Mobile devices serve our increasing desire to access anyone and anything at anytime. Smartphones provide ubiquitous voice and Internet connectivity as well as useful apps. Tablet computers provide a bigger screen for interacting with mobile content.
These devices require an advanced processor that supports a sophisticated user interface and various applications. Many of them must decode multiple audio and video formats, displaying high-resolution images at smooth frame rates. To extend battery life, these functions must be performed at minimum power levels. The cost of the processor must be low as well: often less than $10.
These processors, like the mobile devices they serve, are evolving rapidly. To enable faster web browsing, many of the newest models provide eight or more CPUs operating at up to 2.5GHz. Most can display and record high-definition (HD) video; a growing number can handle 4K video content as well. To support console-like games, they include powerful 3D-graphics accelerators (GPUs).
We divide mobile processors into two types. Standalone application processors act as the main CPU in a mobile device, running the operating system and application software; they accelerate multimedia tasks and connect to displays and cameras. Integrated smartphone processors combine the application processor and cellular baseband on a single chip. We estimate that 1.95 billion mobile processors will ship in 2015, up 11% from 2014. The vast majority of these products ship into smartphones, with most of the remainder going into tablets. Nearly all non-Apple smartphones integrate the application processor (AP) and baseband (BB) into a single chip, although the Galaxy S6 uses a standalone Exynos AP. Only a few of these AP+BB chips are internally sourced.
Apple is the largest consumer of standalone application processors, relying solely on its own designs. Excluding these in-house chips, a total of 290 million merchant standalone AP devices shipped in 2014, a number we expect to decline 5% in 2015. Even in the tablet market, we see a shift toward cellular tablets that use integrated AP+BB chips, eating into the standalone-AP market. Merchant AP revenue peaked at $4.6 billion in 2013 and will fall more than 40% by 2017 as high-end smartphones continue to shift to AP+BB products.
After a strong 2014, Qualcomm has regressed in 2015, losing share at both the high end and midrange of the smartphone market. Samsung chose Exynos for the Galaxy S6 after using Qualcomm in nearly all Galaxy S5 models. At the midrange, MediaTek leapt into the LTE market and gained share. Qualcomm remains the technology leader and hopes to win back share with an impressive lineup of new processors.
MediaTek is the leader in low-cost smartphones and is working its way up the price stack. The company continues to innovate, delivering the industry’s first 10-core processor and the first Cortex-A72 chip. It has also become the leading supplier to the white-box tablet market. The Asian supplier benefits from its strong relations with leading Chinese smartphone makers.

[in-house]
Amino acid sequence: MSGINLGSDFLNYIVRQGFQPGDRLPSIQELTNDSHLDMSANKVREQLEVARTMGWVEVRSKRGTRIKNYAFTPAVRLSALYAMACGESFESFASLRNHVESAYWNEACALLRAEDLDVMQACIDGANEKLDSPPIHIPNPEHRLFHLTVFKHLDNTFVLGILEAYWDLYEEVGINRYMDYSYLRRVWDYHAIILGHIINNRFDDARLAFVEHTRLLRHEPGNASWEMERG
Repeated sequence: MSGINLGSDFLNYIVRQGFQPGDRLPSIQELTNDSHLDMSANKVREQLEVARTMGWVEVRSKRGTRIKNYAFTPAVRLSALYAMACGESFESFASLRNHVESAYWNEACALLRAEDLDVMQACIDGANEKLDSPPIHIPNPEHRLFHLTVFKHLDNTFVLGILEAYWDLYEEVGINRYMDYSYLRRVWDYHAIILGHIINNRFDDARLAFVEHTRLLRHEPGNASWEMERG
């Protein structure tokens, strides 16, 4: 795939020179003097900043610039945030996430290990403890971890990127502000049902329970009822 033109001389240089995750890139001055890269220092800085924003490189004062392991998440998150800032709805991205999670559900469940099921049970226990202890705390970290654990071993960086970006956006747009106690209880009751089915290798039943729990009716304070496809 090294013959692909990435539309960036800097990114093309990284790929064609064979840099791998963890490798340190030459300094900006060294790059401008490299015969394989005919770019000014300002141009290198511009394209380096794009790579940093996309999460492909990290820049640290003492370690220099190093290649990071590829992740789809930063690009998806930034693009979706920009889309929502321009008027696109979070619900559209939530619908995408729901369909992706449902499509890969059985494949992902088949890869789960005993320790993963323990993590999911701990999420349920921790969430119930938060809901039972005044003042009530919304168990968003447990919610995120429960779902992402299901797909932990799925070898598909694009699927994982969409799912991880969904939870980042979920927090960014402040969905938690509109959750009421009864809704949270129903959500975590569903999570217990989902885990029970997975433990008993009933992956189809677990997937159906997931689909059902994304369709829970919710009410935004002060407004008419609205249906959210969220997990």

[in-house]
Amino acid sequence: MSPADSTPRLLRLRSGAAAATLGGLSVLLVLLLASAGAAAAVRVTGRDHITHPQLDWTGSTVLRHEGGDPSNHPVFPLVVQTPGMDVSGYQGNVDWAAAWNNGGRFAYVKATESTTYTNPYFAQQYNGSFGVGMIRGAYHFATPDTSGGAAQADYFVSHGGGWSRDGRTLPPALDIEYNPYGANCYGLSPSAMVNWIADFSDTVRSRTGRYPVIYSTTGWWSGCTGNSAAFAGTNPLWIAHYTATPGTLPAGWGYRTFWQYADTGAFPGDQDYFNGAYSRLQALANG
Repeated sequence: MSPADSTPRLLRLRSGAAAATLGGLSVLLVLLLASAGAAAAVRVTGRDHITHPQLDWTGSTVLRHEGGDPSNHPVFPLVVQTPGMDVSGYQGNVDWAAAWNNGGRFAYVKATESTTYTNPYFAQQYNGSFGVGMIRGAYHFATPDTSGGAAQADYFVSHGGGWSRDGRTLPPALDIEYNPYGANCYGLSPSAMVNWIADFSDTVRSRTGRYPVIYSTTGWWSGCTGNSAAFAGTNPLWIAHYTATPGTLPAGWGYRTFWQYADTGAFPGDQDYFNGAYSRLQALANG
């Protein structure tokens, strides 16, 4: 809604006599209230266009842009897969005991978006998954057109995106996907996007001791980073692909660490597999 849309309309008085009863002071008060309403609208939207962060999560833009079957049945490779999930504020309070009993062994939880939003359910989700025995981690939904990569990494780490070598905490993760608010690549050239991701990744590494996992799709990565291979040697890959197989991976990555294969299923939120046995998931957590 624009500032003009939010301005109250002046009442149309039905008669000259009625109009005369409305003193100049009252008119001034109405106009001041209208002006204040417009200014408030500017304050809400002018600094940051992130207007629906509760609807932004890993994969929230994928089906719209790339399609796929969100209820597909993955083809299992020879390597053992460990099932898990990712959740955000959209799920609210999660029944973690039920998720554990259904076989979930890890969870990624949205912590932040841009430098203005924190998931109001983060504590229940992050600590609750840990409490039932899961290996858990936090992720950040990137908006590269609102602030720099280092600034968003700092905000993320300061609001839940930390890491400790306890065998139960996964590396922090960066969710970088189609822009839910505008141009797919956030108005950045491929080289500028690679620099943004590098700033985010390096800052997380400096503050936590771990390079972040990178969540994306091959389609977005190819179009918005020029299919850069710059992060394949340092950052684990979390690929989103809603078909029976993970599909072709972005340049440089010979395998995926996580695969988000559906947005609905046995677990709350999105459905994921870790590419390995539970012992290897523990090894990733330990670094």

Spreadtrum also targets low-cost smartphones, ranking third in overall unit shipments of mobile processors. Unlike MediaTek, the company continues to lag in technology, relying mainly on 40nm single- and dual-core processors. Now a Chinese state-owned enterprise, Spreadtrum may be able to invest more in product development.
Intel has spent billions of dollars in subsidies to gain a solid share of the tablet market, shipping 46 million tablet processors in 2014, but we expect many of these customers will switch back to ARM once Intel stops giving away its chips. The company’s smartphone hopes rest with Sofia, its first integrated AP+BB processor. The initial 3G Sofia has few design wins, but the forthcoming LTE version may do better.
Having only 2% share in mobile processors, Marvell is well behind the leaders. Its AP+BB chips appear in some phones that sell into China, but they have yet to catch on elsewhere. The company’s lagging technology forces it to target low-end smartphones, where it competes against low-cost vendors such as Spreadtrum.
Samsung was first to market with a 14nm mobile processor, Exynos 7, which appears in the Galaxy S6. The company has also developed its own LTE baseband processor, and we expect it to deploy an AP+BB chip in the next year. Although Samsung sells Exynos to a few outside companies, it consumes the bulk of these processors in house.
Nvidia continues to deliver high-performance Tegra processors for tablets and automotive. The recent Tegra X1, however, has yet to win a single tablet design. Automobiles generate a quarter of all Tegra revenue.
Several Chinese vendors offer low-cost standalone AP chips for tablets, mainly white-box and off-brand models. In the past year, Intel’s subsidies and MediaTek’s advances have left little room for these suppliers. Former leaders Allwinner and Rockchip have lost share, and smaller vendors such as Actions and Amlogic are abandoning the tablet market.
Despite these exits, the application-processor market remains crowded; this report covers more than a dozen suppliers plus internal designs. Although an application processor can easily be assembled by licensing an ARM CPU and some multimedia accelerators, vendors are differentiating on the basis of CPU performance, GPU performance, video capabilities, solution size, power efficiency, and software support. This report examines announced products using these metrics to determine the best choices for each type of mobile device.